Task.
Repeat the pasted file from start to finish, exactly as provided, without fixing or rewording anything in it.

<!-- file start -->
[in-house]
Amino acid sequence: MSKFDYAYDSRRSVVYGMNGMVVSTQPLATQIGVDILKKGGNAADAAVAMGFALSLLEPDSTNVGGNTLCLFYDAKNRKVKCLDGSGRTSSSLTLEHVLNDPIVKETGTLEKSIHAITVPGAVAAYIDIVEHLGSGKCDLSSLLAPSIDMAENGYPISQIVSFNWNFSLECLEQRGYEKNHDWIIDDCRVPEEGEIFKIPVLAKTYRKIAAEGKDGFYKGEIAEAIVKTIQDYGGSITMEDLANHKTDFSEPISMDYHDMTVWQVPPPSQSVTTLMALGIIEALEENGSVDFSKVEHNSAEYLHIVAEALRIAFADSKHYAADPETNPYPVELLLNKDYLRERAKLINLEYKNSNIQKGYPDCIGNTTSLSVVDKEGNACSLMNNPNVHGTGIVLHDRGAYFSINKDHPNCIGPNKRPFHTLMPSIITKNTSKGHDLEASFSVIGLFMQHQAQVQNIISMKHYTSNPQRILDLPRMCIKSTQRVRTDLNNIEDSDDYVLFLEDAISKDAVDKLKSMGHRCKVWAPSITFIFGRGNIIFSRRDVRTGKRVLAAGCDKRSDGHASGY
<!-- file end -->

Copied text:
[in-house]
Amino acid sequence: MSKFDYAYDSRRSVVYGMNGMVVSTQPLATQIGVDILKKGGNAADAAVAMGFALSLLEPDSTNVGGNTLCLFYDAKNRKVKCLDGSGRTSSSLTLEHVLNDPIVKETGTLEKSIHAITVPGAVAAYIDIVEHLGSGKCDLSSLLAPSIDMAENGYPISQIVSFNWNFSLECLEQRGYEKNHDWIIDDCRVPEEGEIFKIPVLAKTYRKIAAEGKDGFYKGEIAEAIVKTIQDYGGSITMEDLANHKTDFSEPISMDYHDMTVWQVPPPSQSVTTLMALGIIEALEENGSVDFSKVEHNSAEYLHIVAEALRIAFADSKHYAADPETNPYPVELLLNKDYLRERAKLINLEYKNSNIQKGYPDCIGNTTSLSVVDKEGNACSLMNNPNVHGTGIVLHDRGAYFSINKDHPNCIGPNKRPFHTLMPSIITKNTSKGHDLEASFSVIGLFMQHQAQVQNIISMKHYTSNPQRILDLPRMCIKSTQRVRTDLNNIEDSDDYVLFLEDAISKDAVDKLKSMGHRCKVWAPSITFIFGRGNIIFSRRDVRTGKRVLAAGCDKRSDGHASGY